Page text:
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Uganda: Did Britain use diseases to annihilate Bunyoro?

Posted by African Press International on September 27, 2007

Ham Mukasa

Britain ‘used’ diseases to annihilate Bunyoro – evidence
historical perspective.

In the third part of Bunyoro series, Angelo Izama writes about a hate-hate relationship that existed between colonial Britain and Bunyoro Kingdom. A Munyakole businessman married into one of the prominent families in Bunyoro was told by his father in-law that not far beneath, the soft dark soil that makes up his estate, bones of his forebears could be found.

The bones, like the discovery of a faded black and white picture in a dusty suitcase, reminds Banyoro of the dark days when in facing the might of British Imperial conquest, the entire population was brought to his knees, early automatic rifles and sorties filling their proud hills with human bones.

Today, British companies are gearing to dig deep into the belly of Bunyoro for oil, no doubt by a twist of history, unearthing the frustration of one of Uganda’s poorest regions.

Two million people died, says Henry Ford Mirima, the spokesman of Bunyoro Kingdom, now a cultural institution with no real political powers.

By some counts, the population declined to just a quarter of its strength before the “great war” between 1893 and 1899.

In his work on why Bunyoro never recovered from the brutality of the conquest unlike other societies brutalised by imperialism, Shane Doyle of the University of Leeds writes that even after the war, Banyoro faced an “antagonistic colonial state”.

The colonial government, he says, was guilty of ignoring the Banyoro. The result is that unlike any other area in the land Sir Winston Churchil [former British Prime Minister] described as the “Pearl of Africa”, Bunyoro was plagued by famine and diseases, most notably syphilis, and sleeping sickness.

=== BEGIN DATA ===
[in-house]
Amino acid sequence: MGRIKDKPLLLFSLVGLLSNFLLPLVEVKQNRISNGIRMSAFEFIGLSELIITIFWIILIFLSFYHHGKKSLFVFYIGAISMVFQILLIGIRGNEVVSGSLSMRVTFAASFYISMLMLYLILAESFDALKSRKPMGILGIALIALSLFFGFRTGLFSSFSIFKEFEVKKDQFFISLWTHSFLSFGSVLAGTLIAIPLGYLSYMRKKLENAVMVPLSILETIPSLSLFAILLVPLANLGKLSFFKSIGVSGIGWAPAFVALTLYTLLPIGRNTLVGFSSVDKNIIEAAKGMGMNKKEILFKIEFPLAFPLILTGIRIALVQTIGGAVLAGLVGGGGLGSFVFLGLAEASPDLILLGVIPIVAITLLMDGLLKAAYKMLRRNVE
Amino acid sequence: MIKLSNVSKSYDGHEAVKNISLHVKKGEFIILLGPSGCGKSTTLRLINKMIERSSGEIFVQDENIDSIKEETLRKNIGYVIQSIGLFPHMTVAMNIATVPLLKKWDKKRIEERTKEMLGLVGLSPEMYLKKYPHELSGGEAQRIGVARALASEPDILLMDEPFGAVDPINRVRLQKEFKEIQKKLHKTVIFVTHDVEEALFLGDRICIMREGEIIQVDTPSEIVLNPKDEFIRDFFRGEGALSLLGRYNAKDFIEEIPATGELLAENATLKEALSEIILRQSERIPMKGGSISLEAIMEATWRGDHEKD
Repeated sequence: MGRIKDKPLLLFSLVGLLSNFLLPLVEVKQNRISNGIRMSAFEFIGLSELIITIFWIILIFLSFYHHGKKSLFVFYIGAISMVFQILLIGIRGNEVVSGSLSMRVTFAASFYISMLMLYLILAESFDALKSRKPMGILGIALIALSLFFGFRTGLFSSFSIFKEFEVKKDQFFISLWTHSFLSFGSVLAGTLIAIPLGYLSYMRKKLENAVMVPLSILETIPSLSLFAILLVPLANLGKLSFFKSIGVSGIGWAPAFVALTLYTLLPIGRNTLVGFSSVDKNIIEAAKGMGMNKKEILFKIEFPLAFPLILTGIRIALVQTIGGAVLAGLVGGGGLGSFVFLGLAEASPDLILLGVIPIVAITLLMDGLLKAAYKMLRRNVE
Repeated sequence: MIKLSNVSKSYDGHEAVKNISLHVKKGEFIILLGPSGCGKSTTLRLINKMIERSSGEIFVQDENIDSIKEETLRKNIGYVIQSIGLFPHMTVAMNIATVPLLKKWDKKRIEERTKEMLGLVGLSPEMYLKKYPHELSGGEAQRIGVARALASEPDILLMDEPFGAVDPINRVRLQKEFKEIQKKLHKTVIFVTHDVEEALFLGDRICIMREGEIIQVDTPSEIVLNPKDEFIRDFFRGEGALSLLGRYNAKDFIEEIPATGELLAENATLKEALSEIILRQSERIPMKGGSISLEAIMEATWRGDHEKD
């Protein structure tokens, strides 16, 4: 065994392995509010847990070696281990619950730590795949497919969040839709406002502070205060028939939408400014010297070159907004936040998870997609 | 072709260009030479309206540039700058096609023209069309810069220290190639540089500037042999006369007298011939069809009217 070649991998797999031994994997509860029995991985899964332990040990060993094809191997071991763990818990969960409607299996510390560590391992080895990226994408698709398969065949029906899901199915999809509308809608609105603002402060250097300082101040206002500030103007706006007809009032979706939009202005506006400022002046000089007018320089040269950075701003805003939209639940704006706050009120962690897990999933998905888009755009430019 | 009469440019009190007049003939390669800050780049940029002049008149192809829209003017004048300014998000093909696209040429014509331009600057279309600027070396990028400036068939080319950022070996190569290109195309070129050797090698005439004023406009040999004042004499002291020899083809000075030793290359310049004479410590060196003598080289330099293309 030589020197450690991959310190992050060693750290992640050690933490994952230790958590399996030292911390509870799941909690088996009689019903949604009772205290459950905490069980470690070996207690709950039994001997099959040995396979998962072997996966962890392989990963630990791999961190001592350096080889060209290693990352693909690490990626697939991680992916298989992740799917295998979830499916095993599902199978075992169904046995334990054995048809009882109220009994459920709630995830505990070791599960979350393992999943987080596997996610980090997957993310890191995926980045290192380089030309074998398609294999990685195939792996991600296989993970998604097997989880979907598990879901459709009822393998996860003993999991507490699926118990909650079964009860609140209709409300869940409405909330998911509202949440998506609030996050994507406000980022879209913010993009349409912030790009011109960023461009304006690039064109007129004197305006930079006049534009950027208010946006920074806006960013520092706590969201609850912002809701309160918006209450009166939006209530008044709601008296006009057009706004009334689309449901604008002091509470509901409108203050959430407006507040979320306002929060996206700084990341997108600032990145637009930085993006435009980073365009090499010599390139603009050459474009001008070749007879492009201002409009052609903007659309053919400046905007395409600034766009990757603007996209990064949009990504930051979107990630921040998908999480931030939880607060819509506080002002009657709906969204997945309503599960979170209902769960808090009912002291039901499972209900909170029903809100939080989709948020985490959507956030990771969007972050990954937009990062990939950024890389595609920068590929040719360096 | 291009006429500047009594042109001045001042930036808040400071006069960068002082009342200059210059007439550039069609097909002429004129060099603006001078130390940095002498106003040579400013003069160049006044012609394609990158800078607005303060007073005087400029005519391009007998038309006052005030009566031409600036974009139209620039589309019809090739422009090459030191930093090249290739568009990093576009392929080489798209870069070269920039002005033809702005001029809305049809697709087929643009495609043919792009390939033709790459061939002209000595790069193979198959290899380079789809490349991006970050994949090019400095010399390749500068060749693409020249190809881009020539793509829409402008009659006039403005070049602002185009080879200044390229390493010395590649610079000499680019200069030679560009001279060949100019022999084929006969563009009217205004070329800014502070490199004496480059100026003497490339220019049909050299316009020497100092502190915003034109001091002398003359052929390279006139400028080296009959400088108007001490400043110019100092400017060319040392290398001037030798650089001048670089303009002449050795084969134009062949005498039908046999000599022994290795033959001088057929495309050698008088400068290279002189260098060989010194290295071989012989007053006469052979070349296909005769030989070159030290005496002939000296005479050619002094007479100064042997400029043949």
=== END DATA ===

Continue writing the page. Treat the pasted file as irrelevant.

Cattle, once the mainstay of Bunyoro’s economy died in such numbers that only the old men around its scattered villages today, who mumble terrible curses against the British, recall a time when herds roamed the kingdom.

According to Doyle, the British, perhaps because of a hate-hate
relationship with Bunyoro, “mis-managed” the emerging social crisis. Colonial authorities, he says, unbothered, prescribed the wrong answers to Bunyoro’s problems including an allegation that the Banyoro were promiscuous to explain the preponderance of syphilis in the region.

Long before Uganda, now famous for its “home grown” ABC response to the deadly disease of HIV/Aids, advocated personal sexual discipline, abstinence being preferred as well as being faithful and condom use, the British establishment funded a “morality campaign” in Bunyoro in response to the syphilis problem there. Based on a view pioneered by one Dr Albert
Cook that venereal diseases needed a moral response, colonial authorities spent money on a “social purity campaign”.

Doyle faults the subsequent medical response as prejudiced by Mr Cook’s missionary views, a dominant view then with European elites that “an immense majority of (Africans) had fallen ill through immorality”. In any case, Doyle argues this morality stuff was a part of the half-hearted menu of solutions to the disease and child-mother mortality in Bunyoro.